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Review 2, 12-8: Rubik's Cube Meets its Own Personal Jesus
Understanding Kim; Puzzling Achugar
By Maura Nguyen Donohue
Copyright 2004 Maura Nguyen Donohue
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NEW YORK -- Shared programs
can be a challenge or a boon for an audience member. Having been
assigned a fair amount of shared evenings for my own company, I've
often wondered what connection presenters have made mentally to
bring me into the same space as another artist. Different from the
showcase situation, a shared program implies that there is some
underlying connection that pulls my work into the same creation,
technical, production, performance schedule and, perhaps, dressing
room as an otherwise foreign entity. While perusing the program
notes for a recent shared concert between Sam Kim and Luciana Achugar
at Dance Theater Workshop, I could understand why these two artists
were considered a good match. However, while watching the program
I suffered the realization of my usual expectation. Two distinctly
different visions don't always cohabit easily, even when the artists
in question have a prior history of working together.
As a member of DTW's
board of directors, I acknowledge bias. But not having participated
in developing the program notes, I think I can safely salute the
introduction to and questions for the artists posed by DTW's artistic
director. Cathy Edwards writes about artists in a highly informed
and articulate manner and her questions reveal some deeper glimpse
into the work of artists without giving up too much about the artist's
work. For Kim and Achugar, I didn't get to the notes until after
viewing their work but Edwards's comments about them clarified my
vague response to the two women's pairing. I had been trying to
define some kind of vague 'generational' difference between us.
This was brought on very clearly by Kim's choice of music but was
heightened by both women's relationship to movement.
Kim's dryly playful
"Nobody Understands Me" takes us back to the '80s -- yep, bad blazers,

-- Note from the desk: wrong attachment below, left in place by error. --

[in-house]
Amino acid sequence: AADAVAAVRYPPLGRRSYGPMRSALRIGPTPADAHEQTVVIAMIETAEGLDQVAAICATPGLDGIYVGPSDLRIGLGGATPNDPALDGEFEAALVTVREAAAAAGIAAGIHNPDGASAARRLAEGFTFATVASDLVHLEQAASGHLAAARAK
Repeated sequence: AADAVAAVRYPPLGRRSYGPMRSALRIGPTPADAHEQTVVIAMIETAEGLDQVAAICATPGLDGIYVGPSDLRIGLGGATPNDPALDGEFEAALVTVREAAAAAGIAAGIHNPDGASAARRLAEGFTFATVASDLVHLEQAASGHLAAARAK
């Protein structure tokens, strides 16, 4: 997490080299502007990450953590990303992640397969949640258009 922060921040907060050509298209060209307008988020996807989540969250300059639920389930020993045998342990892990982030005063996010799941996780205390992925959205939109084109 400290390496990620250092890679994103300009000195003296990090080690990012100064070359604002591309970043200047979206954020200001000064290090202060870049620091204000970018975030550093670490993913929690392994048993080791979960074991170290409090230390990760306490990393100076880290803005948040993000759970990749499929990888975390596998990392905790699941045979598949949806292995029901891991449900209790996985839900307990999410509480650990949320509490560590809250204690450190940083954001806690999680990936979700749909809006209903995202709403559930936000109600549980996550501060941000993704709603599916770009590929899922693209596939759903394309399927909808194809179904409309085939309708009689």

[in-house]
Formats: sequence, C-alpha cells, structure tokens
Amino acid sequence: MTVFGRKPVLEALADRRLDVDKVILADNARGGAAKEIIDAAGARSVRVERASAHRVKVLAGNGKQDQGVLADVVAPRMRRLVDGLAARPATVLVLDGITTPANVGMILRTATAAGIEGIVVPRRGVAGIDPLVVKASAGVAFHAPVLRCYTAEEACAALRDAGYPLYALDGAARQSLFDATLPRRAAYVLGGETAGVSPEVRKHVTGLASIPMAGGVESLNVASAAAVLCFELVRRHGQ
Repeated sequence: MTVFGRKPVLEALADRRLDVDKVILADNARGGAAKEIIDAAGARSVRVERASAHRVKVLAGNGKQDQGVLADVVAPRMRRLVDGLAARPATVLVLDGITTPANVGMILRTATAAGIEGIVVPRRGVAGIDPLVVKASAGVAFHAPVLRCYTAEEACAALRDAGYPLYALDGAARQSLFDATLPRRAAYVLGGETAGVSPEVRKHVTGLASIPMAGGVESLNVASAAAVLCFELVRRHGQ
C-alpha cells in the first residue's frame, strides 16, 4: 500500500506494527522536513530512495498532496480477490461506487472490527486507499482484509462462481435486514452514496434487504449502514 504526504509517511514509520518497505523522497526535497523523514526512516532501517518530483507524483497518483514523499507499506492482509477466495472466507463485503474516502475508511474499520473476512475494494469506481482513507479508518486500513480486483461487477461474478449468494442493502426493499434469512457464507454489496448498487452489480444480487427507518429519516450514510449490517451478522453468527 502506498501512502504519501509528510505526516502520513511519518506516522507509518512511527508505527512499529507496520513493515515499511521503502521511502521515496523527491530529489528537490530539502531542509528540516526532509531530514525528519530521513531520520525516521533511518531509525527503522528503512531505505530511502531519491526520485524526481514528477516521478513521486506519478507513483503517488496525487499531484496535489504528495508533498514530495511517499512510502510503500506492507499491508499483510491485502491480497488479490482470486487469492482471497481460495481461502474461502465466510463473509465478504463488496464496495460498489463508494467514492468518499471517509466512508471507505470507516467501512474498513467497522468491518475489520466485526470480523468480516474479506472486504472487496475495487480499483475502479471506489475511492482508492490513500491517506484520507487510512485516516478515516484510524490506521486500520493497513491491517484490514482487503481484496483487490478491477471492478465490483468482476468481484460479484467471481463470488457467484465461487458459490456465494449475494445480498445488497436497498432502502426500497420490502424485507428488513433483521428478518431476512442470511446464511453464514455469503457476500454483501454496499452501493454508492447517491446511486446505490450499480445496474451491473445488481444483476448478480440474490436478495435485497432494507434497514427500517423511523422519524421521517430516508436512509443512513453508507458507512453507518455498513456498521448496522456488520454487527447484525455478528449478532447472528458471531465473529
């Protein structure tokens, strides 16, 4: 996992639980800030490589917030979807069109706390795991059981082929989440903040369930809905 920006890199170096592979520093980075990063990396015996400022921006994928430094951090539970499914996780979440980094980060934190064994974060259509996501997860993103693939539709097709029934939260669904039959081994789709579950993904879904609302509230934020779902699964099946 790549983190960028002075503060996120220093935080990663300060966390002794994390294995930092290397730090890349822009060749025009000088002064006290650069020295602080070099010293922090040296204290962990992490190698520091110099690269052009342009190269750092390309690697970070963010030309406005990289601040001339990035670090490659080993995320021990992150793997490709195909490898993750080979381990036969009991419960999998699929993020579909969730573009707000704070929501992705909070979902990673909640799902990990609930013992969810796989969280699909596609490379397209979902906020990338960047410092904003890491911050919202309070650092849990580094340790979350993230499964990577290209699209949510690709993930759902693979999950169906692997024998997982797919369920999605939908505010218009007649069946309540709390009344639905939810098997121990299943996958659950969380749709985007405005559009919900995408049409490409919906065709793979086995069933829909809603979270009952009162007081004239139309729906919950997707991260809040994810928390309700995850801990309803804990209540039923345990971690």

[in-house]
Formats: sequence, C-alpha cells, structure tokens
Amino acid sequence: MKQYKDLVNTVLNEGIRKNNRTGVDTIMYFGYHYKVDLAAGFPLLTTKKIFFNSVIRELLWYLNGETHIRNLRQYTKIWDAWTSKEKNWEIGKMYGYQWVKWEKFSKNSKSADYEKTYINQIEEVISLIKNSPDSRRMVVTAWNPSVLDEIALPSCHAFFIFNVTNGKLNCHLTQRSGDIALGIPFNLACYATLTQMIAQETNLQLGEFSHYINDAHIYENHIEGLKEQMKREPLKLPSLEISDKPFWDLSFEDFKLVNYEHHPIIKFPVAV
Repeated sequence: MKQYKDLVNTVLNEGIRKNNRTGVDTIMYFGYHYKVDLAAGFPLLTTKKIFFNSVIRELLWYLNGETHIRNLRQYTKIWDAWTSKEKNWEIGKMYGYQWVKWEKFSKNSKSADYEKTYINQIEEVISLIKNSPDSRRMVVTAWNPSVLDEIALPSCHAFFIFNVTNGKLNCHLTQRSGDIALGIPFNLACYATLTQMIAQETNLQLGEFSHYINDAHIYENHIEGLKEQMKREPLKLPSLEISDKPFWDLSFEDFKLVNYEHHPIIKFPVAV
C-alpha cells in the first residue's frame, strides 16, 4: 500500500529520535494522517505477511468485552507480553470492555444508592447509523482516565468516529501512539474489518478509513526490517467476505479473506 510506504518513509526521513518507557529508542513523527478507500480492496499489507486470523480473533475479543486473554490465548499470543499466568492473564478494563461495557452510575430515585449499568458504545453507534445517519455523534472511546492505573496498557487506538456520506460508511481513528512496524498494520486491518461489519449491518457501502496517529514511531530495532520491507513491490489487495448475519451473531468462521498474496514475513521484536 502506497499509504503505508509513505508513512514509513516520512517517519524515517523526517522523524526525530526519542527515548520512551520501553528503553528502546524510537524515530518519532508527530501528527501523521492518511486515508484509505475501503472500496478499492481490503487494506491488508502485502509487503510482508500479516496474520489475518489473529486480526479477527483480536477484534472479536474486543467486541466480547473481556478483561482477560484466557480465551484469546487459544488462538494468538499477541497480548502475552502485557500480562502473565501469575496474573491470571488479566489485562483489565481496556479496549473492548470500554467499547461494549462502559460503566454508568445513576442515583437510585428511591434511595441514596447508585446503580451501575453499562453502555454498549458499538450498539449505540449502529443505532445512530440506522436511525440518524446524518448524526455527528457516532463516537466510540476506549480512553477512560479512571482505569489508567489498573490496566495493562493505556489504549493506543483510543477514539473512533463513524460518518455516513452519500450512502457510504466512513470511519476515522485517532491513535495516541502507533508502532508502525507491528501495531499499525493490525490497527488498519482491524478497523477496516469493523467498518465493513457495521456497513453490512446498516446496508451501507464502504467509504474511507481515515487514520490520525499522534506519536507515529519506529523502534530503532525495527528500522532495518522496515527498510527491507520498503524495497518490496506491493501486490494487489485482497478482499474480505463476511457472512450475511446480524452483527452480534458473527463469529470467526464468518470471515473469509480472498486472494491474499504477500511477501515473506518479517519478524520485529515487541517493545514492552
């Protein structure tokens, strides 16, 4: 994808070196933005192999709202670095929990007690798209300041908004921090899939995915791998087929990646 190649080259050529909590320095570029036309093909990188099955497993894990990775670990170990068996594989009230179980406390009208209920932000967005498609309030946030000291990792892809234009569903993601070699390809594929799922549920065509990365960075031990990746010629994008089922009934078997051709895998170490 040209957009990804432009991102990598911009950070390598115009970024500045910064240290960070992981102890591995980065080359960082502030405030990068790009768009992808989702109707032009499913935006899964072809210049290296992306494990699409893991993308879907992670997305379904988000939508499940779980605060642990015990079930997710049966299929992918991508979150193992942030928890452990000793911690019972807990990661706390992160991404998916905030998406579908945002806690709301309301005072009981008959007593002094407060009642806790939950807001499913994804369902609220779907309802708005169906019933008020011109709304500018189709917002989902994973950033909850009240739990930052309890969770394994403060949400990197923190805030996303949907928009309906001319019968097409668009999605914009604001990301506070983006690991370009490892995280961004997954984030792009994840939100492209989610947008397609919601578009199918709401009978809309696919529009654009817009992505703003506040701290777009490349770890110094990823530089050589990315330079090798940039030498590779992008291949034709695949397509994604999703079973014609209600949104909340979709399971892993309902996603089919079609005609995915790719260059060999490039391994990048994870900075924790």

big hair and lots o' synth pop. Duran Duran's "Planet Earth" bursts
from the speakers as a roving spotlight moves across a back curtain
of shiny mylar strips before settling on Kim, Anna Azrieli and Tracy
Dickson standing upstage right. Kim slowly makes her way across
stage over the course of the song simply shaking her hips and head,
as if easily avoiding eye contact while walking down the high school
hallway jamming to her Walkman. While Kim's choreographic style
is full of post-modern understatement, she can't totally squelch
the unavoidable bounciness of that decade. As the women make their
way diagonally across the stage with a kind of cross-country skier
spring and jog and waving hands, I catch glimpses of marching bands
and aerobics classes fleeting briefly across the landscape of each
The mylar curtain absorbs
and reflects Michael Stiller's lighting design in luscious moments,
as when the stage suddenly goes Bubbalicious blue or when the gobo
rotators start sending spinning lights across the back to Depeche
Mode. The scenic elements and songs serve as a kind of antithesis
to the almost laissez-faire repetition of Azrieli and Dickson tapping
their feet and punching their hands into the air like stoned cheerleaders.
Somewhere along the way I realize that it is actually a hypnotically